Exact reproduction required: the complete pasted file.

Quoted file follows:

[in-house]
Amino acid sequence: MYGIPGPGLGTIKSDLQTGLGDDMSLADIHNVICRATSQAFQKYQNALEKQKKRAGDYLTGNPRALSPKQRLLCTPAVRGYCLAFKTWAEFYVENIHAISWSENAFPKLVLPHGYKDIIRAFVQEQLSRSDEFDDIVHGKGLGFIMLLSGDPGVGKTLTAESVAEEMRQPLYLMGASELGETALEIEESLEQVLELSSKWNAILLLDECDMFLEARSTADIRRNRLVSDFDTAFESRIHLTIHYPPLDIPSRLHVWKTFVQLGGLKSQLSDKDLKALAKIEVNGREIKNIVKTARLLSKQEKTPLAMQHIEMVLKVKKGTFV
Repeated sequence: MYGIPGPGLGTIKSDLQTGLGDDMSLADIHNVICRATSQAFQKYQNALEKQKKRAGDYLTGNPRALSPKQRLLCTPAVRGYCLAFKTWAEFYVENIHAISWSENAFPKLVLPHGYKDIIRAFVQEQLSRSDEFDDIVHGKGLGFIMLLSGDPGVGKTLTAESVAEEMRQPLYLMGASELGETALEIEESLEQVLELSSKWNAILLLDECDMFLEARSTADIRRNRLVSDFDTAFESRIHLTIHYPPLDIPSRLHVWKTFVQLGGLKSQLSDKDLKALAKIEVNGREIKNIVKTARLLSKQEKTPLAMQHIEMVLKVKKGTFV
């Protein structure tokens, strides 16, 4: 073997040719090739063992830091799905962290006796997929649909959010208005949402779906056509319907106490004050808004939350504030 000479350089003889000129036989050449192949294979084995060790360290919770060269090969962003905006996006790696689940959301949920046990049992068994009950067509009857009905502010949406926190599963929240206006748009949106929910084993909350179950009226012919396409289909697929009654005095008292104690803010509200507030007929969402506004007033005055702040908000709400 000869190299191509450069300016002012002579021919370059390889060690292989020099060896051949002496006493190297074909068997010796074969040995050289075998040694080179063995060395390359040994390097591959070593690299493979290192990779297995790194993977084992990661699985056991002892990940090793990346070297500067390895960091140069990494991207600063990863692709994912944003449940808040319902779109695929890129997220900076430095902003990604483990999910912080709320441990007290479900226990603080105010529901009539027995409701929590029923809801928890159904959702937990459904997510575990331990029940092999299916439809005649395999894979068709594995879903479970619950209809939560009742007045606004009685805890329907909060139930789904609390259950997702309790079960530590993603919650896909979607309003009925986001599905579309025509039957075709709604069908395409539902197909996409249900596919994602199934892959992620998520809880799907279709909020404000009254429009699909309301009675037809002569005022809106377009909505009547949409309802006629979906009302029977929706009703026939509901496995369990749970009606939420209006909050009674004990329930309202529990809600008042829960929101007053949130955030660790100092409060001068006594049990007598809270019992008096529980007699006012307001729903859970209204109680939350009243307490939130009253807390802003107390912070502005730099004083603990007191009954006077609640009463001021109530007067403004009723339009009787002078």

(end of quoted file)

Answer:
[in-house]
Amino acid sequence: MYGIPGPGLGTIKSDLQTGLGDDMSLADIHNVICRATSQAFQKYQNALEKQKKRAGDYLTGNPRALSPKQRLLCTPAVRGYCLAFKTWAEFYVENIHAISWSENAFPKLVLPHGYKDIIRAFVQEQLSRSDEFDDIVHGKGLGFIMLLSGDPGVGKTLTAESVAEEMRQPLYLMGASELGETALEIEESLEQVLELSSKWNAILLLDECDMFLEARSTADIRRNRLVSDFDTAFESRIHLTIHYPPLDIPSRLHVWKTFVQLGGLKSQLSDKDLKALAKIEVNGREIKNIVKTARLLSKQEKTPLAMQHIEMVLKVKKGTFV
Repeated sequence: MYGIPGPGLGTIKSDLQTGLGDDMSLADIHNVICRATSQAFQKYQNALEKQKKRAGDYLTGNPRALSPKQRLLCTPAVRGYCLAFKTWAEFYVENIHAISWSENAFPKLVLPHGYKDIIRAFVQEQLSRSDEFDDIVHGKGLGFIMLLSGDPGVGKTLTAESVAEEMRQPLYLMGASELGETALEIEESLEQVLELSSKWNAILLLDECDMFLEARSTADIRRNRLVSDFDTAFESRIHLTIHYPPLDIPSRLHVWKTFVQLGGLKSQLSDKDLKALAKIEVNGREIKNIVKTARLLSKQEKTPLAMQHIEMVLKVKKGTFV
């Protein structure tokens, strides 16, 4: 073997040719090739063992830091799905962290006796997929649909959010208005949402779906056509319907106490004050808004939350504030 000479350089003889000129036989050449192949294979084995060790360290919770060269090969962003905006996006790696689940959301949920046990049992068994009950067509009857009905502010949406926190599963929240206006748009949106929910084993909350179950009226012919396409289909697929009654005095008292104690803010509200507030007929969402506004007033005055702040908000709400 000869190299191509450069300016002012002579021919370059390889060690292989020099060896051949002496006493190297074909068997010796074969040995050289075998040694080179063995060395390359040994390097591959070593690299493979290192990779297995790194993977084992990661699985056991002892990940090793990346070297500067390895960091140069990494991207600063990863692709994912944003449940808040319902779109695929890129997220900076430095902003990604483990999910912080709320441990007290479900226990603080105010529901009539027995409701929590029923809801928890159904959702937990459904997510575990331990029940092999299916439809005649395999894979068709594995879903479970619950209809939560009742007045606004009685805890329907909060139930789904609390259950997702309790079960530590993603919650896909979607309003009925986001599905579309025509039957075709709604069908395409539902197909996409249900596919994602199934892959992620998520809880799907279709909020404000009254429009699909309301009675037809002569005022809106377009909505009547949409309802006629979906009302029977929706009703026939509901496995369990749970009606939420209006909050009674004990329930309202529990809600008042829960929101007053949130955030660790100092409060001068006594049990007598809270019992008096529980007699006012307001729903859970209204109680939350009243307490939130009253807390802003107390912070502005730099004083603990007191009954006077609640009463001021109530007067403004009723339009009787002078």